Rescued bald eagle to be released in March following lead poisoning

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WARNING: Video above may be disturbing to some viewers.

ALBUQUERQUE, N.M. – A bald eagle was found in northern New Mexico almost a year ago – poisoned and very near death. Had it not been for the remarkable efforts by one woman in Santa Fe, the bald eagle would not have made it.

But, now, the bird that has captivated a community online is preparing to take flight once again.

For 19 years, Lori Paras has been working to help birds, specifically birds of prey.

“The goal is to release them back to the wild,” said Paras, founder of the Santa Fe Raptor Center. 

Almost one year ago, Paras got a call about a bald eagle.

“A fisherman called,” she said. “And he was so down – the fisherman said he tries to fly, but he can’t. Well he sent me pictures and I just guessed from my experience, it was lead.”

Paras suspects lead sinkers used for fishing are the culprit. Ingesting lead caused this bird to go blind, and caused its organs to fail.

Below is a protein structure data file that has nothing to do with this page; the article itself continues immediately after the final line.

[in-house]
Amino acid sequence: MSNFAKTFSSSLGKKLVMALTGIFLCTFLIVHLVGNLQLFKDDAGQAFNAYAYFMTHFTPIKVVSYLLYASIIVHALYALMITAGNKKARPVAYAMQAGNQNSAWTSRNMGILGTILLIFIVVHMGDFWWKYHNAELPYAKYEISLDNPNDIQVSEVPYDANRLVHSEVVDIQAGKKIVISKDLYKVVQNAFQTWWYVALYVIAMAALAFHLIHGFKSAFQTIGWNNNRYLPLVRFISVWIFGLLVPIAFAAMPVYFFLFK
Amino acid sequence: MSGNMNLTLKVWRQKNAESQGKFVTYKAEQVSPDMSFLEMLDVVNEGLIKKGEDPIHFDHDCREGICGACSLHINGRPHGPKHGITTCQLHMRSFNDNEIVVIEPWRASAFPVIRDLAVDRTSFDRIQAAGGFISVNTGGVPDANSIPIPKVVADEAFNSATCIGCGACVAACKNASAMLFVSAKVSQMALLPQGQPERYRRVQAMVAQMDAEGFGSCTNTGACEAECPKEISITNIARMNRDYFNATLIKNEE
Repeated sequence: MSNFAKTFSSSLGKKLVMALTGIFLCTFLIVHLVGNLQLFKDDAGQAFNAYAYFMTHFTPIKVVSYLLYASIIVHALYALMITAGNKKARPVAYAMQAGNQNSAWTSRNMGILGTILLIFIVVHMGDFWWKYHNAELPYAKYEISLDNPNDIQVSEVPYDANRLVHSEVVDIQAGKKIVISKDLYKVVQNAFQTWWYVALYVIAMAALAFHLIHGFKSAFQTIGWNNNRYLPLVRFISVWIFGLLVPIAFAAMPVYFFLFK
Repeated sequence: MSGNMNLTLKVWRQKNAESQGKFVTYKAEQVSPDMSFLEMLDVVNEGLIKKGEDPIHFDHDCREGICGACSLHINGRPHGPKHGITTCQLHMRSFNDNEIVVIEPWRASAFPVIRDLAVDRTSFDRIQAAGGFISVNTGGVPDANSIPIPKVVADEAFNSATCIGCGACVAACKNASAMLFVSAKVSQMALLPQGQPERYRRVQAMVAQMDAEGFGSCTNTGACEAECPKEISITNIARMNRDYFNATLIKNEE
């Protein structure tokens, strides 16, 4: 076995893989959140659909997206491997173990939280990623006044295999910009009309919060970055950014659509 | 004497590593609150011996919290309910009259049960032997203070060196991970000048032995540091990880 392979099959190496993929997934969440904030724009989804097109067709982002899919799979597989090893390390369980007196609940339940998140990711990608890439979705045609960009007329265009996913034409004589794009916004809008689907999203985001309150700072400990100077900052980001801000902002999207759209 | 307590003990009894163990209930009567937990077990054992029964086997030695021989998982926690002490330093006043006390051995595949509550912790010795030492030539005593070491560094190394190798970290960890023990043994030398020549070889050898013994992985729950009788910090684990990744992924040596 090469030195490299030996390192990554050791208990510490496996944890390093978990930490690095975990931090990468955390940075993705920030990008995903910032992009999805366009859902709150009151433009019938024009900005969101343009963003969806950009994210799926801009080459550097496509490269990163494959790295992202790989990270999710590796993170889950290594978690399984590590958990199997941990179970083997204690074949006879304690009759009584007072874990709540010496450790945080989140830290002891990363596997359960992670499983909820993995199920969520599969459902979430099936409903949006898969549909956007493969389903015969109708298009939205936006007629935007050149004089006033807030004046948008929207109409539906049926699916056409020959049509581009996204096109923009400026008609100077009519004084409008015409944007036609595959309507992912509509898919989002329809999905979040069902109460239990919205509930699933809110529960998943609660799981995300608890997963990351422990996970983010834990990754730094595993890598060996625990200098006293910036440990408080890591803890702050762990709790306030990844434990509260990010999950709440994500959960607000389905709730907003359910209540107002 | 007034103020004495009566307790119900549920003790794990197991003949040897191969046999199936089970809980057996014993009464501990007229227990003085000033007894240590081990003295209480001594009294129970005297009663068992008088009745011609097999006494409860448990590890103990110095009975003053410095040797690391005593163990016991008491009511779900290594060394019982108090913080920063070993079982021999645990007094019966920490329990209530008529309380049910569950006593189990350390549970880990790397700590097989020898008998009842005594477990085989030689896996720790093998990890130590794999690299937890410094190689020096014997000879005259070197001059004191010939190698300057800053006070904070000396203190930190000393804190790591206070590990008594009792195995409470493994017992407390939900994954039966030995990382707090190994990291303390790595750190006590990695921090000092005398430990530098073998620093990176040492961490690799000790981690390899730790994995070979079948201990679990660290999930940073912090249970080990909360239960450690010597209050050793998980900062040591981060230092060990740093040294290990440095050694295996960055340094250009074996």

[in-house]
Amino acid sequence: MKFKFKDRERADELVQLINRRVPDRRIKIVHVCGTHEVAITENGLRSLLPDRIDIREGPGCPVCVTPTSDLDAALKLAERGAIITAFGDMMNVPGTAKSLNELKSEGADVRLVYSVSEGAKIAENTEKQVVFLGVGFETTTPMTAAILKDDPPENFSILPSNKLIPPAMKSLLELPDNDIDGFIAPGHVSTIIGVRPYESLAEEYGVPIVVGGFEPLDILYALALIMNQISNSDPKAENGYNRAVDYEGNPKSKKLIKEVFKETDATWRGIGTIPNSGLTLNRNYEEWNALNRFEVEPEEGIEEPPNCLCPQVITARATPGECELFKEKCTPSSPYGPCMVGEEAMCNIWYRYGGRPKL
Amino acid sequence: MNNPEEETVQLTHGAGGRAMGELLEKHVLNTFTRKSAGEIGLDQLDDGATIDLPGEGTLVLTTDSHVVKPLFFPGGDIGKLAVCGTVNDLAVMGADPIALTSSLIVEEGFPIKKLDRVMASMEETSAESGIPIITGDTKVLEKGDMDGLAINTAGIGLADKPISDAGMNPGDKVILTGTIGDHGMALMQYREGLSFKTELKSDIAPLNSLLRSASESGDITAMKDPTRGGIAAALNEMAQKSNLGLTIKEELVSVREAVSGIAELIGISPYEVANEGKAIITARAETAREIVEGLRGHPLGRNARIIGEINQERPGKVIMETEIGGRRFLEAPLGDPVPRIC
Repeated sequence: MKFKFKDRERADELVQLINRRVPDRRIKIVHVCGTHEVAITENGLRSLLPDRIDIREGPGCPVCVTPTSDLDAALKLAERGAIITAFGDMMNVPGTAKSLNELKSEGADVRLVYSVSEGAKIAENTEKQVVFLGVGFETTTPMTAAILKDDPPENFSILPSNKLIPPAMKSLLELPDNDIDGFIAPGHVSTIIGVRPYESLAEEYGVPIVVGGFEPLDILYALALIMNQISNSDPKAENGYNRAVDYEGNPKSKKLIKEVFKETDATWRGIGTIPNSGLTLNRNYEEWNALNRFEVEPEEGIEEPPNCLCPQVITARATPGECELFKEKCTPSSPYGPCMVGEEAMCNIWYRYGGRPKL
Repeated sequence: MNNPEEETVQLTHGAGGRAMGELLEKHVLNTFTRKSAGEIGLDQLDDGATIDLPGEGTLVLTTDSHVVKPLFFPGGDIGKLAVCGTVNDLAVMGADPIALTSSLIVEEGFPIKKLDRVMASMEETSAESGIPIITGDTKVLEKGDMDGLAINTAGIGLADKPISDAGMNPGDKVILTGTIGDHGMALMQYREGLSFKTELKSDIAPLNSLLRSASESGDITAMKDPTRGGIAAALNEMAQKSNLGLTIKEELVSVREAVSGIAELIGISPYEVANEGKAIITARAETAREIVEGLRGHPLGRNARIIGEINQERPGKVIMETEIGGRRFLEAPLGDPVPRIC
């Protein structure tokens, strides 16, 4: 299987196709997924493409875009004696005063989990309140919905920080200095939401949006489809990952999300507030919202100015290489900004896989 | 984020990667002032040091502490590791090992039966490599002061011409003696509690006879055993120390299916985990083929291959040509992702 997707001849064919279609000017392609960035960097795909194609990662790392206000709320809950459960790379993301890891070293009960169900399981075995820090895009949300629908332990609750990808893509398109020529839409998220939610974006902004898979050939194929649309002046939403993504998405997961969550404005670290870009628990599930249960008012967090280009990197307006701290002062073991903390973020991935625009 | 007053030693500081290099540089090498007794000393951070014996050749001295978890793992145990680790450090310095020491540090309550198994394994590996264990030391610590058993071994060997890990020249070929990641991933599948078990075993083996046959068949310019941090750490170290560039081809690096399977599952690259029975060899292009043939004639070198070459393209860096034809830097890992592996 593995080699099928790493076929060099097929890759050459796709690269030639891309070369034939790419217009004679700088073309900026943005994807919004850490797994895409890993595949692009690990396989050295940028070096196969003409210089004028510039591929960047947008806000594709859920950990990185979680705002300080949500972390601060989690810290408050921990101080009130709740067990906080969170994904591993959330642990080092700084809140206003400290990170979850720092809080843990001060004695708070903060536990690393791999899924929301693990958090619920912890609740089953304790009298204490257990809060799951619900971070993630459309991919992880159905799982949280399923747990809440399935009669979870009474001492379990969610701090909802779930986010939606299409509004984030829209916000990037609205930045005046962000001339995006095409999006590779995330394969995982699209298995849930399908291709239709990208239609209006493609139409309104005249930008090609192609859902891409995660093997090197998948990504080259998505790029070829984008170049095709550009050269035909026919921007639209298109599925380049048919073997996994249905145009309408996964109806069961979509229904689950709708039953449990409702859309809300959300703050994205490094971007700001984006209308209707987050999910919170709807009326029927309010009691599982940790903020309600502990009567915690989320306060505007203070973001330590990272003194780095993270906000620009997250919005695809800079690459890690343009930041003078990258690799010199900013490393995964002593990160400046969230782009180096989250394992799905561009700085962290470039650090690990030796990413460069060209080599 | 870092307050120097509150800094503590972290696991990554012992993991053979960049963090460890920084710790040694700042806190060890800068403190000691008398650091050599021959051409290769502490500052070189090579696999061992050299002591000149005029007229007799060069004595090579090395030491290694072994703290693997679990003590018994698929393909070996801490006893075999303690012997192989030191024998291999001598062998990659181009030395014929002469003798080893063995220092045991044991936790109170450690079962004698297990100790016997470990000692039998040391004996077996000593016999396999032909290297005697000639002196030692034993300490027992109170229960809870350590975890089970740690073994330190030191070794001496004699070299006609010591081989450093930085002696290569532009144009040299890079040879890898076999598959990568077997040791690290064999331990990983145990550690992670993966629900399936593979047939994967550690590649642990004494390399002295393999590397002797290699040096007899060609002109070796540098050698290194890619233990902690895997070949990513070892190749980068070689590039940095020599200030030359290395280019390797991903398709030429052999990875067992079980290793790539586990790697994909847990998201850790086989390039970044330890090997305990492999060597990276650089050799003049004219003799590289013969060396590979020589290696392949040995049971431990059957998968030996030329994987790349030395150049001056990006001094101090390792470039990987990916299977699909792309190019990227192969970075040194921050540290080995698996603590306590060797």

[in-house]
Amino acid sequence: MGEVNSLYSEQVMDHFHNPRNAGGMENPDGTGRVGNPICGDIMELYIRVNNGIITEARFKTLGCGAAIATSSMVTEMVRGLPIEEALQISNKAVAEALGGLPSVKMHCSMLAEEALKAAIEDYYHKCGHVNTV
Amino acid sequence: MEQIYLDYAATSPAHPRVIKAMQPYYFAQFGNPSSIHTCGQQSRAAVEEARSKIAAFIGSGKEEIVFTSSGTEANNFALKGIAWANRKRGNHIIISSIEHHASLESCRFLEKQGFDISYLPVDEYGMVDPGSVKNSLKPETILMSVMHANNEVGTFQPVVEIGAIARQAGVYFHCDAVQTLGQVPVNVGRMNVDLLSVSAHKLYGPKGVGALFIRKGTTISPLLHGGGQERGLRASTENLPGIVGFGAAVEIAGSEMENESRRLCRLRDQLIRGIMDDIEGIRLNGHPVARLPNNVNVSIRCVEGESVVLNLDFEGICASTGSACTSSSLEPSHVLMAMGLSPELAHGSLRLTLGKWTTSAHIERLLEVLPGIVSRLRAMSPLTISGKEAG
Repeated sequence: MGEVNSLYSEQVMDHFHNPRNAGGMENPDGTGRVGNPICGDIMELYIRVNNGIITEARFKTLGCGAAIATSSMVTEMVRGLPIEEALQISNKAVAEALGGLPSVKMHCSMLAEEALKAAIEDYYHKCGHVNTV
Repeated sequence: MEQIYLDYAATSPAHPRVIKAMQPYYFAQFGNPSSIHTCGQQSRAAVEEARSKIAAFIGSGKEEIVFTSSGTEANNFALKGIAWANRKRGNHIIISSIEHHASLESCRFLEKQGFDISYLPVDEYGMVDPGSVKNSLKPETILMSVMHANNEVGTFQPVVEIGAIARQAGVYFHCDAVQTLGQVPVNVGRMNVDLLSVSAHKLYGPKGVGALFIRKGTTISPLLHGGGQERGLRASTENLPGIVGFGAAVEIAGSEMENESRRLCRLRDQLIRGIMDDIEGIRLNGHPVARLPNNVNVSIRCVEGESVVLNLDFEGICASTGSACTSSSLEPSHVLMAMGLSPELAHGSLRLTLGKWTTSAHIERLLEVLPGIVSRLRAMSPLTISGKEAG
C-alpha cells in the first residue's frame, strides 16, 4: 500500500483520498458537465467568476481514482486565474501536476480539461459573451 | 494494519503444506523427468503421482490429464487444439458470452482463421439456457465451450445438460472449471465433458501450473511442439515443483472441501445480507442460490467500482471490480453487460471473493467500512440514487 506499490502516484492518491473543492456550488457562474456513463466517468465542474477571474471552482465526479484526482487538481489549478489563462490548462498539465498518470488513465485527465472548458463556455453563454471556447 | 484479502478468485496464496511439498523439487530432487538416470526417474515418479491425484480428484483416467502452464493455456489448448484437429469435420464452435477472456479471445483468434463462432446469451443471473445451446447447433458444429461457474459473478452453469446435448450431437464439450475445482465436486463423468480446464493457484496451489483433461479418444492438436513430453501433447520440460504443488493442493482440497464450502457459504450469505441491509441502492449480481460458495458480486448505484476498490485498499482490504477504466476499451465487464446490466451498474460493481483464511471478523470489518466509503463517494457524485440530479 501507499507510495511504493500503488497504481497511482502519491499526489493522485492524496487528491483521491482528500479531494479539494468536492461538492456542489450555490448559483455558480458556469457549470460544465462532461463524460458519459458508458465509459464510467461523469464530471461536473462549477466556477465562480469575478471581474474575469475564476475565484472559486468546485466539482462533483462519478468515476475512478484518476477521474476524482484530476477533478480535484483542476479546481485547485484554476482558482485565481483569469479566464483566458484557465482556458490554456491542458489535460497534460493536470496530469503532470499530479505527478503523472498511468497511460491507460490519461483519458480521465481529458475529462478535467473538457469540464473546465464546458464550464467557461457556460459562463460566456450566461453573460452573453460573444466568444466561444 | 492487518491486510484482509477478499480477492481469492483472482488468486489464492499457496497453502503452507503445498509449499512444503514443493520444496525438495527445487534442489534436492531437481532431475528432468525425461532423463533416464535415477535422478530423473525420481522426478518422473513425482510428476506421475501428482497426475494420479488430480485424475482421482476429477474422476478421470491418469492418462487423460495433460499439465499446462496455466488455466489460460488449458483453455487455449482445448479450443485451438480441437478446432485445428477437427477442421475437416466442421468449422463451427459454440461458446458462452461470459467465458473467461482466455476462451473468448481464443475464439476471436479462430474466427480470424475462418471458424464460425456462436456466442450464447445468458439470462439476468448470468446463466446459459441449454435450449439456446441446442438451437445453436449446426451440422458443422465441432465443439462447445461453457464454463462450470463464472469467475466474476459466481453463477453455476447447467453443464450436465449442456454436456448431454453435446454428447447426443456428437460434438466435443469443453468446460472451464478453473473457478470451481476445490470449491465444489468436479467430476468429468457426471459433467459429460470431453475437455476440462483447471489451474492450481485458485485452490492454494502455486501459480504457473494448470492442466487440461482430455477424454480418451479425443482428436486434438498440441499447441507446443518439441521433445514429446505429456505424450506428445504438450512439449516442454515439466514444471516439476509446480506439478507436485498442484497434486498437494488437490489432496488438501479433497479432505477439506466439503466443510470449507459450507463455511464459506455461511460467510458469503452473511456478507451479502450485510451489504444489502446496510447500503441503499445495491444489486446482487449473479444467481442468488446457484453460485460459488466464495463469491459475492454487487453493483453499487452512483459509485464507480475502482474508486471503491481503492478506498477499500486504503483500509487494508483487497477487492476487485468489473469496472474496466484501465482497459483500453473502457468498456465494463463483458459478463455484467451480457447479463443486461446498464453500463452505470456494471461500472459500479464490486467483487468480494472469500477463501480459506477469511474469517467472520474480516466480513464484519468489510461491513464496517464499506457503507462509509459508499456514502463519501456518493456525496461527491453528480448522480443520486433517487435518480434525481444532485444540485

The eagle started off getting hand fed by her team at the raptor center, and getting a lot of medication. 

Lead levels in his blood were so high they didn’t even register.

“I’ve done this for more than 20 years – I’ve never seen that. You don’t get a bird with lead that high that lives. You just don’t, it kills them,” said Paras. “It’s heartbreaking. They actually have seizures, they cry because it’s painful, it’s – yea. It makes me want to cry. It’s very harsh.”

But then, very slowly, the eagle started taking steps in the right direction.

“It’s amazing, the progress,” Paras said. 

So they named him “Toucan Sam” and documented his progress on social media. Suddenly, tens of thousands of people started following his progress.

“So, I had this funny little stick and I popped his tail, just touch his tail feathers. It pissed him off so he lifted his tail, so I couldn’t touch him – very smart, he’s a character,” Para laughed.

Now she calls him a miracle eagle. His sight has returned, he’s eating on his own, getting stronger, and is ready to go back into the wild.

Toucan Sam was supposed to be released Tuesday, but a winter storm has delayed things.

Paras says she hopes to try again in March, so the eagle can catch the migration back to Alaska.